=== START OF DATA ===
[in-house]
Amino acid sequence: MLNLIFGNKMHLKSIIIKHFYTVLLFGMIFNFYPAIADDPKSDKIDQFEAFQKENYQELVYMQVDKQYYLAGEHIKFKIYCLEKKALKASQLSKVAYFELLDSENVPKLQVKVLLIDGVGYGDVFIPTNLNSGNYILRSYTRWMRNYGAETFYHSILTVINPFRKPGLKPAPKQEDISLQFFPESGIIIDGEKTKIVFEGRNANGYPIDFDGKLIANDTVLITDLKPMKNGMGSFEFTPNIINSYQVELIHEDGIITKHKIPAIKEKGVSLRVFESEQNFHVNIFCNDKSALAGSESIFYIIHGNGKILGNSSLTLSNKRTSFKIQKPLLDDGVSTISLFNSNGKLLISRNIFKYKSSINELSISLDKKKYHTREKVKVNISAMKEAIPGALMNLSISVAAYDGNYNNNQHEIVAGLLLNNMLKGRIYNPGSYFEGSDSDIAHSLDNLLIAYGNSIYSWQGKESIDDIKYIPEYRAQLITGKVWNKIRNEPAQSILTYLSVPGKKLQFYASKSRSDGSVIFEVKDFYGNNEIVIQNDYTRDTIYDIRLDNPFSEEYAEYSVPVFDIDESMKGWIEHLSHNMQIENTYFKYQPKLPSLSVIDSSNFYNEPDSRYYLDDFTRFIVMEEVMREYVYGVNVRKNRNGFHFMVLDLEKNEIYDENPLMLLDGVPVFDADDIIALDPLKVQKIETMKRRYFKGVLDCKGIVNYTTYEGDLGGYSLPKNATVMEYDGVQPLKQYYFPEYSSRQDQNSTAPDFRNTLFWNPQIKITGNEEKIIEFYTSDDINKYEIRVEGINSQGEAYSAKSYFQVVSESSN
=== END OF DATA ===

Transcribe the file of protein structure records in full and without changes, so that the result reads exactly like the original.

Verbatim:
[in-house]
Amino acid sequence: MLNLIFGNKMHLKSIIIKHFYTVLLFGMIFNFYPAIADDPKSDKIDQFEAFQKENYQELVYMQVDKQYYLAGEHIKFKIYCLEKKALKASQLSKVAYFELLDSENVPKLQVKVLLIDGVGYGDVFIPTNLNSGNYILRSYTRWMRNYGAETFYHSILTVINPFRKPGLKPAPKQEDISLQFFPESGIIIDGEKTKIVFEGRNANGYPIDFDGKLIANDTVLITDLKPMKNGMGSFEFTPNIINSYQVELIHEDGIITKHKIPAIKEKGVSLRVFESEQNFHVNIFCNDKSALAGSESIFYIIHGNGKILGNSSLTLSNKRTSFKIQKPLLDDGVSTISLFNSNGKLLISRNIFKYKSSINELSISLDKKKYHTREKVKVNISAMKEAIPGALMNLSISVAAYDGNYNNNQHEIVAGLLLNNMLKGRIYNPGSYFEGSDSDIAHSLDNLLIAYGNSIYSWQGKESIDDIKYIPEYRAQLITGKVWNKIRNEPAQSILTYLSVPGKKLQFYASKSRSDGSVIFEVKDFYGNNEIVIQNDYTRDTIYDIRLDNPFSEEYAEYSVPVFDIDESMKGWIEHLSHNMQIENTYFKYQPKLPSLSVIDSSNFYNEPDSRYYLDDFTRFIVMEEVMREYVYGVNVRKNRNGFHFMVLDLEKNEIYDENPLMLLDGVPVFDADDIIALDPLKVQKIETMKRRYFKGVLDCKGIVNYTTYEGDLGGYSLPKNATVMEYDGVQPLKQYYFPEYSSRQDQNSTAPDFRNTLFWNPQIKITGNEEKIIEFYTSDDINKYEIRVEGINSQGEAYSAKSYFQVVSESSN